The following are a series of statements by the author about aspects of his life in Venice.
- My apartment is on the first floor of a 15th C. Venetian house just off the Barbaria della Tole in the district of Castello – a ten minute walk from Rialto Bridge. Old stone steps lead up from a small ancient courtyard to my door… and my landlady, who lives in the apartment above, is an opera singer who sends her arpeggios out into the night…
- Even on a bright sunny day Venice can feel closed in. There are many places that have never seen the sun for centuries. Even so, marvellous colours and textures exist in these time worn shadows – old stone and brick, stucco and paint, bleached timber and corroded metal, and all come down to us…
- In churches across the city you can stand in subdued light and let your eyes grow familiar with the rich colours and materials of baroque extravagance. These regular visits to churches influenced both the form and content of my work.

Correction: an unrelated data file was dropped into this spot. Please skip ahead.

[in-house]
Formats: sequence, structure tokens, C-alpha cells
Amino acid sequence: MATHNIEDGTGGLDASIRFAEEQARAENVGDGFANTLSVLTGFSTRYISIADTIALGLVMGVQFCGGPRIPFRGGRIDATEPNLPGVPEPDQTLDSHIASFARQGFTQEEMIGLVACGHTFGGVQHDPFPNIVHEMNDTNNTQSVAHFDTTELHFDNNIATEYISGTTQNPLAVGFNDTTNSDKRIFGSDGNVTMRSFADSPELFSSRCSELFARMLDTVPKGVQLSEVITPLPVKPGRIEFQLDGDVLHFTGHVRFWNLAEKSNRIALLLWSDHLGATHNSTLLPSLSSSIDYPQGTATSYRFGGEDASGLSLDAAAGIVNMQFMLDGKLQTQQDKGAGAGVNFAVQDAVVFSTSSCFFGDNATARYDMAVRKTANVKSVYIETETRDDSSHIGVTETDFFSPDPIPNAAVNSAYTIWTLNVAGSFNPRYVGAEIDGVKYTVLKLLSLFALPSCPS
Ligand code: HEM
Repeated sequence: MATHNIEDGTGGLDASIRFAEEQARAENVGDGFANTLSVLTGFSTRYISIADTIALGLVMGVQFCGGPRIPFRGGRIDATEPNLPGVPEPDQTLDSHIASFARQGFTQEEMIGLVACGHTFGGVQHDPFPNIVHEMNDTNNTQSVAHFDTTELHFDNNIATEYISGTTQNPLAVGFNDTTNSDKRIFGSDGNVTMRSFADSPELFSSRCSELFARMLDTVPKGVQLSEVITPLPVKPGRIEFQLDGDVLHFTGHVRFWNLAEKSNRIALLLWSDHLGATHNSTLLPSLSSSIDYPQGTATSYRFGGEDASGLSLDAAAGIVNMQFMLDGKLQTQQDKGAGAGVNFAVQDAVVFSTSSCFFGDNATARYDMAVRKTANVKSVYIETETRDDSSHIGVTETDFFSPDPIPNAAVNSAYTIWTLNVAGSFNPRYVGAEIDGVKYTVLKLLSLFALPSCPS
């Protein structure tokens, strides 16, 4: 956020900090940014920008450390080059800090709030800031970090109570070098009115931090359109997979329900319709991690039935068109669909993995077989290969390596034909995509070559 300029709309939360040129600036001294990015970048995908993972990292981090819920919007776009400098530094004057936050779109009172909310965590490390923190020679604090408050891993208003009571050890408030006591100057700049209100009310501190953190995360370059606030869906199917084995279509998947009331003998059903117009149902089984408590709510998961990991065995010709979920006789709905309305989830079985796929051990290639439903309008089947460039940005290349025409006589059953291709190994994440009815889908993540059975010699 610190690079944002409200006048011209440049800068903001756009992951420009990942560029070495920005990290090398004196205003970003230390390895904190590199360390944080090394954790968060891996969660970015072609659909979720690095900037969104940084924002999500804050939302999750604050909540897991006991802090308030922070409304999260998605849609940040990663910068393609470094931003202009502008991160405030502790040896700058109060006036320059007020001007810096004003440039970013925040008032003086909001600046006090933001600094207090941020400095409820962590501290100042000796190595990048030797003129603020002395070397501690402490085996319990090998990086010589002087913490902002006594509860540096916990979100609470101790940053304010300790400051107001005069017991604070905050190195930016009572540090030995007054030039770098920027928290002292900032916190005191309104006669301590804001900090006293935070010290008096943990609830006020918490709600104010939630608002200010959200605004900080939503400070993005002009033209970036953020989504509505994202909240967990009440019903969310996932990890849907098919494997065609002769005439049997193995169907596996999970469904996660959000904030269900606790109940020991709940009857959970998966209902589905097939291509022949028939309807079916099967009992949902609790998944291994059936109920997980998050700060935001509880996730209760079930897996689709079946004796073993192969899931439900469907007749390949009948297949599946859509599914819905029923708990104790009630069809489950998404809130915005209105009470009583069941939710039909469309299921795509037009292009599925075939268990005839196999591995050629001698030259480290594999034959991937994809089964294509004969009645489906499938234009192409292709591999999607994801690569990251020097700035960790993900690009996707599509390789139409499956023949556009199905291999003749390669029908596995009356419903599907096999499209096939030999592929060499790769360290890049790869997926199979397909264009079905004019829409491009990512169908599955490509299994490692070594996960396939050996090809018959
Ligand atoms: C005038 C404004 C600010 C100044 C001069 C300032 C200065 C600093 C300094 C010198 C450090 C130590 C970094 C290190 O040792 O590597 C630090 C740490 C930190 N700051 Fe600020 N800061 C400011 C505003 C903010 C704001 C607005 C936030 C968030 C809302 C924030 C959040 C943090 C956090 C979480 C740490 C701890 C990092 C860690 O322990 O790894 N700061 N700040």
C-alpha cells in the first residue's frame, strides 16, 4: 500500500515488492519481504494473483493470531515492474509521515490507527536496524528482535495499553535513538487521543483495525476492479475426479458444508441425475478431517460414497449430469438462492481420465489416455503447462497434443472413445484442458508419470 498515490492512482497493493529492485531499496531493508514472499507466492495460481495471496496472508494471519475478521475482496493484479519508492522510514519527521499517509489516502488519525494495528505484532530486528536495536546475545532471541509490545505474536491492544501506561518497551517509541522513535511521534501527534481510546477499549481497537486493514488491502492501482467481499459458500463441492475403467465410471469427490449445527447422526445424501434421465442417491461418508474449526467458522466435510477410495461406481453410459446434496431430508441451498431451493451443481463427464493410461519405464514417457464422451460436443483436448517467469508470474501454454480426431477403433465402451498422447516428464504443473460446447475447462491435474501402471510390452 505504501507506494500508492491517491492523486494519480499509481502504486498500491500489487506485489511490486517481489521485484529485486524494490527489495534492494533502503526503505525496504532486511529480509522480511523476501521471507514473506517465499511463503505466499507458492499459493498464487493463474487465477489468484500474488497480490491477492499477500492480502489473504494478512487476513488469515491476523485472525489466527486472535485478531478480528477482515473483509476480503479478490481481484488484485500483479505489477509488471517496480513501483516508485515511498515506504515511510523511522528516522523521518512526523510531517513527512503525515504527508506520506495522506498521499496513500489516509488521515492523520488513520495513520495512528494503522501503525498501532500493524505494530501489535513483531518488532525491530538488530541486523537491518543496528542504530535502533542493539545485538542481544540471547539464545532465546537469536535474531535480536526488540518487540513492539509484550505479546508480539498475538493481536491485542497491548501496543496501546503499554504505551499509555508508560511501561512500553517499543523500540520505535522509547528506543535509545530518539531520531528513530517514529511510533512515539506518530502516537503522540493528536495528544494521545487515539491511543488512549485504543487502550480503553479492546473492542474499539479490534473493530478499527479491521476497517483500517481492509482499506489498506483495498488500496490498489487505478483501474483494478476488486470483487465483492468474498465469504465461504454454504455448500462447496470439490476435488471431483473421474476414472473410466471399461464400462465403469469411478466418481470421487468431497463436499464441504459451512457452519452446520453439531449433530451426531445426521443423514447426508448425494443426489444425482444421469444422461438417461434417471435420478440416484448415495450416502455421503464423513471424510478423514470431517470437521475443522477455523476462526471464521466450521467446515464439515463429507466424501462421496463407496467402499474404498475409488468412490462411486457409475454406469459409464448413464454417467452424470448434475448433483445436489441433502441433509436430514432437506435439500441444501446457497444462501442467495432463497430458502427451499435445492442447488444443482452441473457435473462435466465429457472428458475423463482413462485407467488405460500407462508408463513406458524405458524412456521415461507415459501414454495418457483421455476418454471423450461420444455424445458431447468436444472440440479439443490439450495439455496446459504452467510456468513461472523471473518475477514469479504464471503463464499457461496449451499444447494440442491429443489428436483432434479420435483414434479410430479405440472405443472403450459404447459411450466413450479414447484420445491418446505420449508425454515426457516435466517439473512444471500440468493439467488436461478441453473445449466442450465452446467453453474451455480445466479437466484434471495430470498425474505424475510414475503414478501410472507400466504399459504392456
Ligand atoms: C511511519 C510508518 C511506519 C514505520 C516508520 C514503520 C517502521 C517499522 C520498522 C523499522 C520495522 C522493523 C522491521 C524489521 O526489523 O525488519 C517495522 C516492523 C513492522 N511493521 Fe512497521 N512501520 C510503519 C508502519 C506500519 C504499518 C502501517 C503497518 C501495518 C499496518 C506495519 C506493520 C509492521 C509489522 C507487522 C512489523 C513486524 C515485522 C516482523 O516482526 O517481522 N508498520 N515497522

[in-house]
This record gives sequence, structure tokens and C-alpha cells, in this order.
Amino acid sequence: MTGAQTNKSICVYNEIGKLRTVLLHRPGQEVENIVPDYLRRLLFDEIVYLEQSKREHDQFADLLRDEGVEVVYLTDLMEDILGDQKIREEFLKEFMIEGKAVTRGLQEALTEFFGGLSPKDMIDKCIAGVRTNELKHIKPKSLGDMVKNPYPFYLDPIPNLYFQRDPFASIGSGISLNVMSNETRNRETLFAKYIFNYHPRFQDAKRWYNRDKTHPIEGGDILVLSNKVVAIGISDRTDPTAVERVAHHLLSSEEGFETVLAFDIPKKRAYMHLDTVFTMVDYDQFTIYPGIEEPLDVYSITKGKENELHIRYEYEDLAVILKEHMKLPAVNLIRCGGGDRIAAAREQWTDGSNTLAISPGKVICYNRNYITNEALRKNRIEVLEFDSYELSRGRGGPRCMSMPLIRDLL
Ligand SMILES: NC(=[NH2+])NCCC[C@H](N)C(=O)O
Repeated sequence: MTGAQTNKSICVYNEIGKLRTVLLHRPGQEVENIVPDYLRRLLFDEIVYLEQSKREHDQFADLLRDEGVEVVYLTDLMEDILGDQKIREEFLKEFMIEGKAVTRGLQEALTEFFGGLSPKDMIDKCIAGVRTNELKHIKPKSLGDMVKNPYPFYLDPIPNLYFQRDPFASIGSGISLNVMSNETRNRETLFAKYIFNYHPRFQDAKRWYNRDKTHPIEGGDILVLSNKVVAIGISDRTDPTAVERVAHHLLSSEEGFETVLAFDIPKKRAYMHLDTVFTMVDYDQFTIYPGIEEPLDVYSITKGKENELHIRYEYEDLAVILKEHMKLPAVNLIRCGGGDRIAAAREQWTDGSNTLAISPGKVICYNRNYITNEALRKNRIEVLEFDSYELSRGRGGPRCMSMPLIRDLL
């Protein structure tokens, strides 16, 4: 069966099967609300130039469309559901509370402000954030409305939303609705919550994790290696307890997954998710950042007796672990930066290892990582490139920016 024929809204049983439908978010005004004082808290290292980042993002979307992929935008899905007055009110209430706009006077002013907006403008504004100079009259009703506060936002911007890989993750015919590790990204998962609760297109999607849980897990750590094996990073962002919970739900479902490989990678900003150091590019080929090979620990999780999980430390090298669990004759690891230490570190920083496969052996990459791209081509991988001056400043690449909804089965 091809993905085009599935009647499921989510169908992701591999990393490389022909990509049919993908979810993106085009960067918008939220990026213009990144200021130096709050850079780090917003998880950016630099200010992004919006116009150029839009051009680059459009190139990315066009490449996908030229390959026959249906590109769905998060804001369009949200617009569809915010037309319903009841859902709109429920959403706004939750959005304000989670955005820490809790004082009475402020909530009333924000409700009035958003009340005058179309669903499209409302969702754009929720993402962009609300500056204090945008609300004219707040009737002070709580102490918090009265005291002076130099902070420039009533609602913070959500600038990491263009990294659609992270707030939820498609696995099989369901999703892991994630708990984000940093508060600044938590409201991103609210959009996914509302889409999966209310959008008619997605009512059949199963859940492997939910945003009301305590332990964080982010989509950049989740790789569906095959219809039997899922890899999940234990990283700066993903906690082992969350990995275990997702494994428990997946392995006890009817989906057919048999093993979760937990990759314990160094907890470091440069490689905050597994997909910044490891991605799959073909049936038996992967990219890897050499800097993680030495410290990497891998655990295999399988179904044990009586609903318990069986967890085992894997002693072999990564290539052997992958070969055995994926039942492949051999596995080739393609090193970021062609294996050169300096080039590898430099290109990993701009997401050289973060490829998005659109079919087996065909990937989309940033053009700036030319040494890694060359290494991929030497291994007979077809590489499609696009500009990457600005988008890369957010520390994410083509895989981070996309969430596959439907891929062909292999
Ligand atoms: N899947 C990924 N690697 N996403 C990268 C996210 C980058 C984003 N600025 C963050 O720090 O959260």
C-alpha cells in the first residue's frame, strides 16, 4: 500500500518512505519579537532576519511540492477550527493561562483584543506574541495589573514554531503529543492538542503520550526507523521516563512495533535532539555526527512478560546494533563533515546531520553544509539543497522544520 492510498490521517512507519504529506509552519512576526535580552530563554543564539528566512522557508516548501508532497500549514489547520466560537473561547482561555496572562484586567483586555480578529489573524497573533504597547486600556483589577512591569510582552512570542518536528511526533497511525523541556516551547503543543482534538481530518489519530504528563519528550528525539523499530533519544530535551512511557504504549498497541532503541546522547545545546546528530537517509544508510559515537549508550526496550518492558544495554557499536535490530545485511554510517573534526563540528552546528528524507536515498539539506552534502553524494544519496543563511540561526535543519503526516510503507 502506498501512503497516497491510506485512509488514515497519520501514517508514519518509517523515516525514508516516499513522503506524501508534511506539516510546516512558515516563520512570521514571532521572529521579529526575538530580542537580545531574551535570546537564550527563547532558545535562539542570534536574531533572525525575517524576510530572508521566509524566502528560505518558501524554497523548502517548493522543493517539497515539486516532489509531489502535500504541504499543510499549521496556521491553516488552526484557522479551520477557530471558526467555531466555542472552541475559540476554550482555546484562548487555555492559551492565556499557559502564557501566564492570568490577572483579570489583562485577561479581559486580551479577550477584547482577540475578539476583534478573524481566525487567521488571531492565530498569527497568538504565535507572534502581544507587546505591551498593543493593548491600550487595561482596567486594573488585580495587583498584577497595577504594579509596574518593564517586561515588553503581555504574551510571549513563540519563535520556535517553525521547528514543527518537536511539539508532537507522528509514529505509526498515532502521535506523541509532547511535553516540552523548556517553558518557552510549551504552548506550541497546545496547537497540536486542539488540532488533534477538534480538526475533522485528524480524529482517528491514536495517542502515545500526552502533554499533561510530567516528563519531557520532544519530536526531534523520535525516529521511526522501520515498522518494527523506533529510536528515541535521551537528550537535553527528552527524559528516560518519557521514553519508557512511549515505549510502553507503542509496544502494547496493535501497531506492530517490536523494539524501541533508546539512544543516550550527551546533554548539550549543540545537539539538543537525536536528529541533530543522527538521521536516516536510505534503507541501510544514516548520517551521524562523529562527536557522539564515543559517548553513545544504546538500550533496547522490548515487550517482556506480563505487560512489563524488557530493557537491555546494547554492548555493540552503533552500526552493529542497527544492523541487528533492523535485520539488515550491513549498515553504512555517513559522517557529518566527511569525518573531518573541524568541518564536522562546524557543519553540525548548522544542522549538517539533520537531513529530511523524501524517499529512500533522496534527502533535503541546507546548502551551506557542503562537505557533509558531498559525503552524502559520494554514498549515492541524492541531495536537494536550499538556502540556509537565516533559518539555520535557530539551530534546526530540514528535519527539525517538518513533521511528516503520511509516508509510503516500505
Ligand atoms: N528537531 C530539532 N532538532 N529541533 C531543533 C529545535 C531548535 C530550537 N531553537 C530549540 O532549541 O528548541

- I walked out and into the city at night. Empty streets. History whispering at every turn. A stage set with the drama of its architecture and canals played out against street lighting and the shadowy merging of sooty colours.
Walking, drawing and painting all go together very well. I often feel as if I am walking my way into an image.
- Stepping out of my door in Castello I just followed my feet. Walking the length and breadth of the city on a daily basis I began to find my favourite places… places to sit and draw and read or just breath it all in… Campo Bragora – eating chocolate with the old matriarch – Campo Apostoli – with the Russian women and their raucous laughter and gold teeth – Santa Maria Nuova – watching the Miracoli glow in the evening light – Looking out to San Giorgio Maggiore from the seats outside Hotel Metropole on the Riva… to name a few.
- What tugs at the heart is the beauty and melancholy of the city – this combination finds a way into the soul like the ebb and flow of the tide. It leaves behind the slow marking of time, defining both the fragility of the city and our own mortality.